Iran has no easy solution
It is almost banal to observe that the Iranian nuclear challenge is a hard policy problem. Back in the day, even during some dark periods on Iraq, Bush insiders tended to view the Iranian nuclear file as the more vexing problem. I remember vividly President Bush authorizing a fresh zero-based look at our Iranian policy ...
It is almost banal to observe that the Iranian nuclear challenge is a hard policy problem. Back in the day, even during some dark periods on Iraq, Bush insiders tended to view the Iranian nuclear file as the more vexing problem. I remember vividly President Bush authorizing a fresh zero-based look at our Iranian policy in late 2005 even while the White House’s public posture was focused on the Iraq problem. Bush’s term ended with a sense of greater progress on Iraq than on Iran. And, measured differently, I suspect Obama’s national security team would likewise believe they have accomplished a greater proportion of their objectives regarding Iraq than Iran. It is just that thorny a problem.
Which is why I do not fully understand the arguments of the vocal and energetic anti-war faction. Perhaps I am reading the critics the wrong way, but it seems like they make the Iranian challenge an easier policy problem than it really is by arguing that all of the relevant considerations point in the the same direction. Thus, the use of force is a bad option, they say, because the costs of attacking Iran are high:
- An airstrike would not destroy the targets.
- Even if we could destroy the targets, we don’t know where they all are.
- Even if we did destroy all the targets, the Iranians would rapidly rebuild.
- Attacking Iran would convince Iran to develop nuclear weapons.
- After we attacked Iran, they would retaliate with unacceptable damage to our interests
- Iran is never going to abandon the quest for nuclear capability anyway.
- An airstrike would be pointless because Iran hasn’t decided to weaponize and only has an enrichment program at the present time.
So far, these are all logically plausible, reinforcing, and perhaps even co-related, points. Experts can debate them, but where I have a problem is the next phase of the argument, where they argue that the costs of not attacking Iran are low:
- We needn’t worry about Iranian nuclear weapons because it will be easy to contain Iran.
- We won’t need to sacrifice our interests to manage relations with a nuclear Iran.
- We will be better off sacrificing our previously stated interests to manage relations with a nuclear Iran.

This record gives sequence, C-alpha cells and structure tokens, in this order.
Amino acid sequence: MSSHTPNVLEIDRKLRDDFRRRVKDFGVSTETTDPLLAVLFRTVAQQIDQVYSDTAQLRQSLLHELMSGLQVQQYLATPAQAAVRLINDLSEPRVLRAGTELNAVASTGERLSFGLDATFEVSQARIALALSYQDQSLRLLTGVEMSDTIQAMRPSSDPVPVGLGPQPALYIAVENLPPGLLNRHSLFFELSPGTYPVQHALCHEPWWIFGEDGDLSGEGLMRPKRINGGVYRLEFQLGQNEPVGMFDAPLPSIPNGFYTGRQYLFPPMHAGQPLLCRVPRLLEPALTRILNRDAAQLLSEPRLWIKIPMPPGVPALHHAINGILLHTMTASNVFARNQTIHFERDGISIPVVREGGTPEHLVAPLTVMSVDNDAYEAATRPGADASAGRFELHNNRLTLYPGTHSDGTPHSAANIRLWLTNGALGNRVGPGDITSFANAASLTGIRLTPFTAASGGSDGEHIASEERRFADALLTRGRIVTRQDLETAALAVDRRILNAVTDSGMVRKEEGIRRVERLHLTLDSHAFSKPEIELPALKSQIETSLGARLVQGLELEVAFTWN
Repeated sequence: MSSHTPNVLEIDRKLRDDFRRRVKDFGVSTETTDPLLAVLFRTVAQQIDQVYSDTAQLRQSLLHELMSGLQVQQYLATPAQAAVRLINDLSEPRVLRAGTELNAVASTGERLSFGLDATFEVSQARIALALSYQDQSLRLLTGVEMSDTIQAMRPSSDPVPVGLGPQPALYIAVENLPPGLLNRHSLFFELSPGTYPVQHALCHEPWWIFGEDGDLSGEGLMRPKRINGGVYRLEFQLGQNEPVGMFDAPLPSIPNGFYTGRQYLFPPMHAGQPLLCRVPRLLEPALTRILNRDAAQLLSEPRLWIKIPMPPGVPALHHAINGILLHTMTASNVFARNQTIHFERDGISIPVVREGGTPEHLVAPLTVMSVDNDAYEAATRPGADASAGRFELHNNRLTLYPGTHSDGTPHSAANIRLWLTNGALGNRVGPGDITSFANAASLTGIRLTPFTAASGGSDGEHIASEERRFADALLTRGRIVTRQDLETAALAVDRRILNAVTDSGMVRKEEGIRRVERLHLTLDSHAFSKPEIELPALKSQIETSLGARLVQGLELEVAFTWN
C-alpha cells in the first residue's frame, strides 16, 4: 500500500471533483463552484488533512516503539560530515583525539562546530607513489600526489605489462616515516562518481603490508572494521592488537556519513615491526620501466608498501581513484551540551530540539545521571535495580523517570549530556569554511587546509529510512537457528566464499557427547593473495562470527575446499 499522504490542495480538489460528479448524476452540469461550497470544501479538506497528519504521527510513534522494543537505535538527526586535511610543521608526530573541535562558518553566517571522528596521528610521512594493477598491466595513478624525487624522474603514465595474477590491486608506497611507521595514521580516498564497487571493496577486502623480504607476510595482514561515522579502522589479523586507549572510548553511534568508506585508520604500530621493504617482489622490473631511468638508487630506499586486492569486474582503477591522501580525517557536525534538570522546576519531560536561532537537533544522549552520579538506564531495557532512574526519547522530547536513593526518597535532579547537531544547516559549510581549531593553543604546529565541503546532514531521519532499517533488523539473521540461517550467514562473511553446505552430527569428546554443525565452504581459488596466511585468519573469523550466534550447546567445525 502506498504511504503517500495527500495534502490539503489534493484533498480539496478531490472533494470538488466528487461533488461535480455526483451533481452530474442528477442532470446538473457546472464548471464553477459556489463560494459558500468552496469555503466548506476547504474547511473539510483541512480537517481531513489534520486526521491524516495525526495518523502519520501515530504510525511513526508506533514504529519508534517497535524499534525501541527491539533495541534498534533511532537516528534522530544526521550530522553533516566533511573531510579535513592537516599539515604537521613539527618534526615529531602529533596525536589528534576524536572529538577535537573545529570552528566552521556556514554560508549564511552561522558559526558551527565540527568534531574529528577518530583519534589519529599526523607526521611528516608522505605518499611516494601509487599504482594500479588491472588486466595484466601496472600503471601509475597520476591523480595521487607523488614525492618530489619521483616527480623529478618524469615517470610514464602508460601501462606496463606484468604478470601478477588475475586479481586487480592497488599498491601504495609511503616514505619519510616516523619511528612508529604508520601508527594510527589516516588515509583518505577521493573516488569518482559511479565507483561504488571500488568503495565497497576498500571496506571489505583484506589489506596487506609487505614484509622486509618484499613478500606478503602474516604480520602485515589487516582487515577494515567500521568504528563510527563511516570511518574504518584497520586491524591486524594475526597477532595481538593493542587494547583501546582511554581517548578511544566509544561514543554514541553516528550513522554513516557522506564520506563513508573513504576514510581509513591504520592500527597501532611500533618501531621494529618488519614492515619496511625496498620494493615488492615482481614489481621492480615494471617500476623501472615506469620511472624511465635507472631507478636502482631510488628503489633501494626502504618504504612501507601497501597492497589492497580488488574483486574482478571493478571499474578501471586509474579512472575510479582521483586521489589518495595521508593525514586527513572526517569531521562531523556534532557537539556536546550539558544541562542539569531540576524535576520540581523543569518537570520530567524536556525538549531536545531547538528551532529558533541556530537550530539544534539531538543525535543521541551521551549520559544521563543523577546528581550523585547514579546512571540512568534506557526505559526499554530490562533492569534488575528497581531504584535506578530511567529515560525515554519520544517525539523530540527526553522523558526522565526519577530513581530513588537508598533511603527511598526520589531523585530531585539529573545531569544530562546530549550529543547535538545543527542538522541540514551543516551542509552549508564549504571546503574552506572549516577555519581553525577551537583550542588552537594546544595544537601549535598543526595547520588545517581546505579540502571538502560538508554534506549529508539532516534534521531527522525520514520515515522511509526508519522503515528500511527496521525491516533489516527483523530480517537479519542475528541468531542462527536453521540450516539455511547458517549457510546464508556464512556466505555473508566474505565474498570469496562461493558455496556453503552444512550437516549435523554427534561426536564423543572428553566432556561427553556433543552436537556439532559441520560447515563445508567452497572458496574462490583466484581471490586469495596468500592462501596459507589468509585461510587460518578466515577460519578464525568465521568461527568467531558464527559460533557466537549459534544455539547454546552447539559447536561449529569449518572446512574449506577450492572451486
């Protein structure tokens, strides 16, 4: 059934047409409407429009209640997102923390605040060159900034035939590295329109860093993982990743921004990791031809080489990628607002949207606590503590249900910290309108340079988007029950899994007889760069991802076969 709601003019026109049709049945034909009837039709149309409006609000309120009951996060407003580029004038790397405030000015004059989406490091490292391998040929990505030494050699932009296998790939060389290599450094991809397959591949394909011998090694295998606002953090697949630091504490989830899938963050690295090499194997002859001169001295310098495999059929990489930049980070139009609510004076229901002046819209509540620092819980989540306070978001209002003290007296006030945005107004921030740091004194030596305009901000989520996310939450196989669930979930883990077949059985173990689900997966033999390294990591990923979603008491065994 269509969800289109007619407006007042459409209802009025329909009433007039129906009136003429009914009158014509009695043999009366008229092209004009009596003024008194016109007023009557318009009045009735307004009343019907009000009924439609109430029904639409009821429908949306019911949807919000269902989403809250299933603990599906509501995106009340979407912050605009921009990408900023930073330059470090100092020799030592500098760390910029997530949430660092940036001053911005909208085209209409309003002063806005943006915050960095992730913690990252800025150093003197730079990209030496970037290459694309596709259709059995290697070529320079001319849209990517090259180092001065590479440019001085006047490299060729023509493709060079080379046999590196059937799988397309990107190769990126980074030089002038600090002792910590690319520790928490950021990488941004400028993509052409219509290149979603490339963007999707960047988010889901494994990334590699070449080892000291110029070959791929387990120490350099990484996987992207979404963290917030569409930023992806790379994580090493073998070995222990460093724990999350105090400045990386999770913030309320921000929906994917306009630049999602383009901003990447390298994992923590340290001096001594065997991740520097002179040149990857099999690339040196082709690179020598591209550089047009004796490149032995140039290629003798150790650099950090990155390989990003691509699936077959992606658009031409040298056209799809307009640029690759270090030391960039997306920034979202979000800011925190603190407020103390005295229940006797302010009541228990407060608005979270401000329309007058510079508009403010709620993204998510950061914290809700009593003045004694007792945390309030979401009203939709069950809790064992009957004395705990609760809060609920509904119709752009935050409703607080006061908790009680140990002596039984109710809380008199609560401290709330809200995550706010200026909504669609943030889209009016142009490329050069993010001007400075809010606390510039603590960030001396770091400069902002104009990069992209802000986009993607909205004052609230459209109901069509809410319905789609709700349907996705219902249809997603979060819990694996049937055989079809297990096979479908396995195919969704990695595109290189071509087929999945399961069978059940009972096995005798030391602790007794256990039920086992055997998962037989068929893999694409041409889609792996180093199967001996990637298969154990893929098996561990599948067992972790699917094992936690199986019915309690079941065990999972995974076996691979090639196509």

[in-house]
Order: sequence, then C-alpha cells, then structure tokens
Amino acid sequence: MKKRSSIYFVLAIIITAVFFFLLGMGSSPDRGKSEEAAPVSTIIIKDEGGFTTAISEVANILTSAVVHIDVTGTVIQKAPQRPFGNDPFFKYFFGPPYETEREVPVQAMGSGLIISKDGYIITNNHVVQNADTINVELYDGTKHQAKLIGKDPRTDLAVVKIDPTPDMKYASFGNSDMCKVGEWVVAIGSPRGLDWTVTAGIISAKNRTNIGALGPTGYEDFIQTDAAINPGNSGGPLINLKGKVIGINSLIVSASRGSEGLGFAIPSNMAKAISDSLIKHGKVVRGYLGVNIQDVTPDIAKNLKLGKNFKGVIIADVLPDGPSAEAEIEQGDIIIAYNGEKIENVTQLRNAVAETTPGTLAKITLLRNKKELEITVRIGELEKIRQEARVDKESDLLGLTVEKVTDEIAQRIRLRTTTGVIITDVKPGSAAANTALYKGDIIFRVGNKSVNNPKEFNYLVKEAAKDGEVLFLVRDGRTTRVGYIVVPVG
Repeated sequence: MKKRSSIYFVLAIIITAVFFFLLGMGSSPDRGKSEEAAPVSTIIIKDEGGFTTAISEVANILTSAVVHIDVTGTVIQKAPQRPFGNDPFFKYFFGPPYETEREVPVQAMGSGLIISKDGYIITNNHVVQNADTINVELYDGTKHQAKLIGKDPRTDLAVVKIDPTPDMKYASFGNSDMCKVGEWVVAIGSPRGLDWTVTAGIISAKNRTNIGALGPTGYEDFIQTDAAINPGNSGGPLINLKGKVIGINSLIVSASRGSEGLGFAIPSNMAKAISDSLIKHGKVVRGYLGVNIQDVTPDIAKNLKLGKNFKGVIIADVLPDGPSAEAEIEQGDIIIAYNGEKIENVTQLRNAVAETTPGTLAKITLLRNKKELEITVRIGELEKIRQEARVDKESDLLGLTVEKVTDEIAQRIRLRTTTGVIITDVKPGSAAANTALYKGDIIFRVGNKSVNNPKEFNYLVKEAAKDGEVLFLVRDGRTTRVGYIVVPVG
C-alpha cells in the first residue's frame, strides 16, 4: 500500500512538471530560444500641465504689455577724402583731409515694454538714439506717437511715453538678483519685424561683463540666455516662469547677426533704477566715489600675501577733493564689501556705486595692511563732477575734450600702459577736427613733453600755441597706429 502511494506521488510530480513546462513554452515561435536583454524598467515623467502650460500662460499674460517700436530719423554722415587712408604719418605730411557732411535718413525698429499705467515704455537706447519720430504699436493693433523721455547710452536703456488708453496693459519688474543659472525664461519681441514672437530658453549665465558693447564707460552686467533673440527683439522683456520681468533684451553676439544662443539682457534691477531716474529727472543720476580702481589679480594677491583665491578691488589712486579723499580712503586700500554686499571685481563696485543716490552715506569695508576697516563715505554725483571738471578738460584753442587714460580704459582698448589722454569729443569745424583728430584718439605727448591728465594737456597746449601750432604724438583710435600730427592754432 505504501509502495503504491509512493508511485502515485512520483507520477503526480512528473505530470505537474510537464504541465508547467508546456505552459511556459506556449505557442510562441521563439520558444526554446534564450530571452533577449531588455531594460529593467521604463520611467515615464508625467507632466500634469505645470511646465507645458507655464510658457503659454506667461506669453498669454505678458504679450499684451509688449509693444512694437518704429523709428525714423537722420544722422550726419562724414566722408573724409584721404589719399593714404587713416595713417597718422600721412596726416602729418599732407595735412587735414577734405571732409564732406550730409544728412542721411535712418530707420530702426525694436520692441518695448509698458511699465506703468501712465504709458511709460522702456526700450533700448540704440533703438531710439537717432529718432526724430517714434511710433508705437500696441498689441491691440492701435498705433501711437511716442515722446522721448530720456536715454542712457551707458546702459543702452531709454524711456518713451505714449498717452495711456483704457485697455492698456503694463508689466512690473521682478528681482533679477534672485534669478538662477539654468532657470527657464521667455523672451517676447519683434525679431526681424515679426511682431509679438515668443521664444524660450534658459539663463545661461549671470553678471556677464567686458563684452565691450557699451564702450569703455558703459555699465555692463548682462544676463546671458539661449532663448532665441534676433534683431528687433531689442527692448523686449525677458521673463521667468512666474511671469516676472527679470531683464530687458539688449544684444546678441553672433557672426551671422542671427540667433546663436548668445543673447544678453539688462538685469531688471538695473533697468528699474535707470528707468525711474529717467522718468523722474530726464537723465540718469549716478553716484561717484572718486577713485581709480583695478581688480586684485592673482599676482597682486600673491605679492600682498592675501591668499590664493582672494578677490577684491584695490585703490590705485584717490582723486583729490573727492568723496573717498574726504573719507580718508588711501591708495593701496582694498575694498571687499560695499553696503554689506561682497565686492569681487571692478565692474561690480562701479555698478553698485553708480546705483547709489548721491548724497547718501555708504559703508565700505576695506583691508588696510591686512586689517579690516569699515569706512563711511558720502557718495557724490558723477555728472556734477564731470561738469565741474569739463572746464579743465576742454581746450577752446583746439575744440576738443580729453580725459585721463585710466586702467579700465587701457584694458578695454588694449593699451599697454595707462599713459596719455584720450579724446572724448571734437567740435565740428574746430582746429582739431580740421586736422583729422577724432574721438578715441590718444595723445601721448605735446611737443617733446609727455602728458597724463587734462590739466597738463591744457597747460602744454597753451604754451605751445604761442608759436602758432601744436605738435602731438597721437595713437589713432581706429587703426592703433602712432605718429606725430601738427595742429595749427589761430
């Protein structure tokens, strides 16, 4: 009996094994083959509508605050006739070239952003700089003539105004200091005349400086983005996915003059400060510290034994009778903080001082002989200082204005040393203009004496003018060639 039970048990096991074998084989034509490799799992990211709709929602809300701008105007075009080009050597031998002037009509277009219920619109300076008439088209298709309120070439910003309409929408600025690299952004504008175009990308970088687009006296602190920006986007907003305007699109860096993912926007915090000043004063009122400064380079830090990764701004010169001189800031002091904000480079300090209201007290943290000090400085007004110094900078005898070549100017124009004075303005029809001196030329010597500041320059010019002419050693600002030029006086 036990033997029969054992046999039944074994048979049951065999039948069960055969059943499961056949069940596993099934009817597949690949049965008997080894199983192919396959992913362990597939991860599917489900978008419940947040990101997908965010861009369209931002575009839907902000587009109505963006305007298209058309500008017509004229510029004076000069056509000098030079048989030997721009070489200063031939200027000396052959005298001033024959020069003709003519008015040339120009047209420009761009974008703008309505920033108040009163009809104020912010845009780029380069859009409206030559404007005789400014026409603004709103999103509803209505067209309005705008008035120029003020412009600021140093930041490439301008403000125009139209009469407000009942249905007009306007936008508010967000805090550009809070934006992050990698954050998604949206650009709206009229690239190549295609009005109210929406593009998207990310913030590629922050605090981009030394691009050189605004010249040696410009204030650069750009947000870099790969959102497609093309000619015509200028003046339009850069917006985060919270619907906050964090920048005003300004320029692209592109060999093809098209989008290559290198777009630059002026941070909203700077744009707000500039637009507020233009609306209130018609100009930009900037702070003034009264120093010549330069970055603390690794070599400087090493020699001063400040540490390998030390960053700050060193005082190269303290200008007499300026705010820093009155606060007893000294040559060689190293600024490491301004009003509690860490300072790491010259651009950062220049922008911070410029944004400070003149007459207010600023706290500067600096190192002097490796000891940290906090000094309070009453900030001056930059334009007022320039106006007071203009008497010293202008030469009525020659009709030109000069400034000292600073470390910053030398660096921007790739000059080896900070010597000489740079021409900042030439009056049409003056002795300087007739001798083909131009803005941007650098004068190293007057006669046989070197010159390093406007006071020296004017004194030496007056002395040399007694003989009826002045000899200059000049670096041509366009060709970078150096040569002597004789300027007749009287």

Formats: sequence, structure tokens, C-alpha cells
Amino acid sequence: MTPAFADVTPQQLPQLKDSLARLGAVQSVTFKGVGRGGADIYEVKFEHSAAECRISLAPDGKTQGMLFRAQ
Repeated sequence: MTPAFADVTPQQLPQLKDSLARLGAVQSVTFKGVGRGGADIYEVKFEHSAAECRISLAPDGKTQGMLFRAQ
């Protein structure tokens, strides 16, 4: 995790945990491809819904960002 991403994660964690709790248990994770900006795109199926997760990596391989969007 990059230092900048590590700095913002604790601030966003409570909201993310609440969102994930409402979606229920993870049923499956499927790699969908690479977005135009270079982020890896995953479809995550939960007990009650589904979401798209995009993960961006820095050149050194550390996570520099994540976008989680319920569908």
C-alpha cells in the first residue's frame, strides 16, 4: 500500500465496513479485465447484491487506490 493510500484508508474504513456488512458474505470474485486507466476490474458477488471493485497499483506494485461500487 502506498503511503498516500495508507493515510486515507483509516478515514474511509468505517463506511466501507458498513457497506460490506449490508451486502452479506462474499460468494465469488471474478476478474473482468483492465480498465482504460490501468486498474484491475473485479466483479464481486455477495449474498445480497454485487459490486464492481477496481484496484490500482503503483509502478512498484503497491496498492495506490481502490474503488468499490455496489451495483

- A nuclear Iran will not meaningfully alter proliferation incentives in the region.
- Even if a few (several) states develop nuclear weapons in response to the Iranian nuclear arsenal it will not substantially complicate crisis dynamics in the region.
Again, it is logically possible for (almost) all of these to also be true at the same time. But it is not as plausible, which may be why it is rarely people with actual responsibility for policy making arguments like this. In the real world familiar to policymakers, the choices often involve unpalatable lose-lose options, especially on issues like the Iran nuclear case that have commanded decades of attention. The further one moves away from actual responsibility for the consequences of decisions, I suppose the easier it is to make the call. (For a persuasive take on a related policymaking conundrum — the interconnectedness of policy choices — see Frank Gavin and Jim Steinberg’s simultaneous defense of "muddling through" and appeal for more analytical rigor here.)
Put another way, why do people who say military action to destroy the Iranian nuclear program is too hard also insist that it will be easy to contain Iran? Why can’t they acknowledge that it would be quite a daunting challenge to contain Iran? This would not preclude them from making the tough call in favor of containment over preventive strikes, though it might undermine the dogmatism of the argument.
Political psychologists would point to that as the reason: The tendency in hard choices for individuals to bolster, seeking and seeing ever more reinforcing arguments for the choice they have adopted. It is something like a confirmation bias and it is very hard to resist. And I do not think it is a problem only affecting one side in the debate. It is not too hard to find examples of advocates of a military option doing much the same thing (air strikes will be easy; Iranian retaliation will be manageable; containing Iran will be impossible; etc.).
The analysts I find most compelling, especially when dealing with hard problems that have bedeviled the policy community for a long time, are those who concede that not all of the logic and evidence stacks up on their side of the argument. The Iran debate needs more analysts like that.
In some cases, the same critics who pride themselves in their capacity to spot such cognitive pathologies when policymakers commit them seem to be the ones the most afflicted now. Perhaps this a function of the Iraq experience. Perhaps this what the Iraq syndrome looks like.
Peter D. Feaver is a professor of political science and public policy at Duke University, where he directs the Program in American Grand Strategy.